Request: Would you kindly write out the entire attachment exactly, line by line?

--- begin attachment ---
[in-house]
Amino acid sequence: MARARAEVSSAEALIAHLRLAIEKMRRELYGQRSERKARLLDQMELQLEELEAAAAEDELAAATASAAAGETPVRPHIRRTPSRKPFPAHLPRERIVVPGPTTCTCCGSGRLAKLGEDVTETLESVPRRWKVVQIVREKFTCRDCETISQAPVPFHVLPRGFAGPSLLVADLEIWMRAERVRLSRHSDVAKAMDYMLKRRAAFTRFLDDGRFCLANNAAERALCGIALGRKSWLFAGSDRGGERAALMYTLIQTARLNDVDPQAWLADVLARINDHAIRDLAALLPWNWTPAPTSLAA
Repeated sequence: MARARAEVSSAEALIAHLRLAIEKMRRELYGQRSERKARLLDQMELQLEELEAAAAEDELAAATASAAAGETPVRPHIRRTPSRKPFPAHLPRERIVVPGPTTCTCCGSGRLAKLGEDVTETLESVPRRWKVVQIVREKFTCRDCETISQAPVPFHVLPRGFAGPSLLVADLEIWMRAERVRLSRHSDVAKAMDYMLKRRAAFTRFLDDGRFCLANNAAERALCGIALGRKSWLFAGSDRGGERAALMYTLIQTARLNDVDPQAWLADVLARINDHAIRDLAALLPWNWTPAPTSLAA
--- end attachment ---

[in-house]
Amino acid sequence: MARARAEVSSAEALIAHLRLAIEKMRRELYGQRSERKARLLDQMELQLEELEAAAAEDELAAATASAAAGETPVRPHIRRTPSRKPFPAHLPRERIVVPGPTTCTCCGSGRLAKLGEDVTETLESVPRRWKVVQIVREKFTCRDCETISQAPVPFHVLPRGFAGPSLLVADLEIWMRAERVRLSRHSDVAKAMDYMLKRRAAFTRFLDDGRFCLANNAAERALCGIALGRKSWLFAGSDRGGERAALMYTLIQTARLNDVDPQAWLADVLARINDHAIRDLAALLPWNWTPAPTSLAA
Repeated sequence: MARARAEVSSAEALIAHLRLAIEKMRRELYGQRSERKARLLDQMELQLEELEAAAAEDELAAATASAAAGETPVRPHIRRTPSRKPFPAHLPRERIVVPGPTTCTCCGSGRLAKLGEDVTETLESVPRRWKVVQIVREKFTCRDCETISQAPVPFHVLPRGFAGPSLLVADLEIWMRAERVRLSRHSDVAKAMDYMLKRRAAFTRFLDDGRFCLANNAAERALCGIALGRKSWLFAGSDRGGERAALMYTLIQTARLNDVDPQAWLADVLARINDHAIRDLAALLPWNWTPAPTSLAA